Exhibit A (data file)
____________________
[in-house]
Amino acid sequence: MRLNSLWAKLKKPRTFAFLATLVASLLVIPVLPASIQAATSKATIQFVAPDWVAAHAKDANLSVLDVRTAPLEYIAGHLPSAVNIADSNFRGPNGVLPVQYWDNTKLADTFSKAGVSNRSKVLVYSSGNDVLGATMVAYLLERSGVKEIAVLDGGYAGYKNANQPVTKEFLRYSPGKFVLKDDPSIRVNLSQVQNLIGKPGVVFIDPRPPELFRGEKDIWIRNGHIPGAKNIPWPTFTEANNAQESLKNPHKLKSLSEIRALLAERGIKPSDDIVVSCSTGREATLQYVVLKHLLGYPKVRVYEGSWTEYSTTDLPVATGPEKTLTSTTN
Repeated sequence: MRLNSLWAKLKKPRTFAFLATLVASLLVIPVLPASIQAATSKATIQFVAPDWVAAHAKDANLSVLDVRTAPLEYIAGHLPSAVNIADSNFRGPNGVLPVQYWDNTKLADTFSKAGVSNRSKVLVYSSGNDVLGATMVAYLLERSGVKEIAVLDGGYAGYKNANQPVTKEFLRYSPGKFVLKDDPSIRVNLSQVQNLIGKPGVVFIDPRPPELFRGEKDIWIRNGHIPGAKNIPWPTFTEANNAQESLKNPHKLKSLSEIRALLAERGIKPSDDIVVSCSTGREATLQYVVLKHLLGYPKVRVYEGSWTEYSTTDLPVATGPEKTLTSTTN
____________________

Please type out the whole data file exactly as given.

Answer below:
[in-house]
Amino acid sequence: MRLNSLWAKLKKPRTFAFLATLVASLLVIPVLPASIQAATSKATIQFVAPDWVAAHAKDANLSVLDVRTAPLEYIAGHLPSAVNIADSNFRGPNGVLPVQYWDNTKLADTFSKAGVSNRSKVLVYSSGNDVLGATMVAYLLERSGVKEIAVLDGGYAGYKNANQPVTKEFLRYSPGKFVLKDDPSIRVNLSQVQNLIGKPGVVFIDPRPPELFRGEKDIWIRNGHIPGAKNIPWPTFTEANNAQESLKNPHKLKSLSEIRALLAERGIKPSDDIVVSCSTGREATLQYVVLKHLLGYPKVRVYEGSWTEYSTTDLPVATGPEKTLTSTTN
Repeated sequence: MRLNSLWAKLKKPRTFAFLATLVASLLVIPVLPASIQAATSKATIQFVAPDWVAAHAKDANLSVLDVRTAPLEYIAGHLPSAVNIADSNFRGPNGVLPVQYWDNTKLADTFSKAGVSNRSKVLVYSSGNDVLGATMVAYLLERSGVKEIAVLDGGYAGYKNANQPVTKEFLRYSPGKFVLKDDPSIRVNLSQVQNLIGKPGVVFIDPRPPELFRGEKDIWIRNGHIPGAKNIPWPTFTEANNAQESLKNPHKLKSLSEIRALLAERGIKPSDDIVVSCSTGREATLQYVVLKHLLGYPKVRVYEGSWTEYSTTDLPVATGPEKTLTSTTN